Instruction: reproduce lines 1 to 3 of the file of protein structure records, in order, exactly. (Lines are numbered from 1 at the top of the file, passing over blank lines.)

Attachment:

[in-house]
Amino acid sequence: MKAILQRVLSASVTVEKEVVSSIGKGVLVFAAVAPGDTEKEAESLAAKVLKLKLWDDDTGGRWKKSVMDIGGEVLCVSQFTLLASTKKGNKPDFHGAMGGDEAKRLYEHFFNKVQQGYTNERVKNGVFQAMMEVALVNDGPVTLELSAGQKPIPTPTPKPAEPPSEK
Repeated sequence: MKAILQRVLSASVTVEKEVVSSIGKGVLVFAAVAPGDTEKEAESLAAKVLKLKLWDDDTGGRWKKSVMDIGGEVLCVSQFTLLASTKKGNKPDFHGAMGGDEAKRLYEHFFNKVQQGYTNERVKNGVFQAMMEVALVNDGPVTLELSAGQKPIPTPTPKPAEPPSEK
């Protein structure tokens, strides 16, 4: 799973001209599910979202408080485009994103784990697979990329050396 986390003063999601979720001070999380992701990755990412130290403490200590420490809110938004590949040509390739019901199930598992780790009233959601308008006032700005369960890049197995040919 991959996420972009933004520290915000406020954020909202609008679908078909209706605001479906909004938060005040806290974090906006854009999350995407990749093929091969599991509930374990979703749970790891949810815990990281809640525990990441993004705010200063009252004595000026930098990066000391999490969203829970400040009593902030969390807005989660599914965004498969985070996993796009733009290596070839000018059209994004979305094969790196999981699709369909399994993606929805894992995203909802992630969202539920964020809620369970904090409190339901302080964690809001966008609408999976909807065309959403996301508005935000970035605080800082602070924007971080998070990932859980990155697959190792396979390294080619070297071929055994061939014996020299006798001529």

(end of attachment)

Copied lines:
[in-house]
Amino acid sequence: MKAILQRVLSASVTVEKEVVSSIGKGVLVFAAVAPGDTEKEAESLAAKVLKLKLWDDDTGGRWKKSVMDIGGEVLCVSQFTLLASTKKGNKPDFHGAMGGDEAKRLYEHFFNKVQQGYTNERVKNGVFQAMMEVALVNDGPVTLELSAGQKPIPTPTPKPAEPPSEK
Repeated sequence: MKAILQRVLSASVTVEKEVVSSIGKGVLVFAAVAPGDTEKEAESLAAKVLKLKLWDDDTGGRWKKSVMDIGGEVLCVSQFTLLASTKKGNKPDFHGAMGGDEAKRLYEHFFNKVQQGYTNERVKNGVFQAMMEVALVNDGPVTLELSAGQKPIPTPTPKPAEPPSEK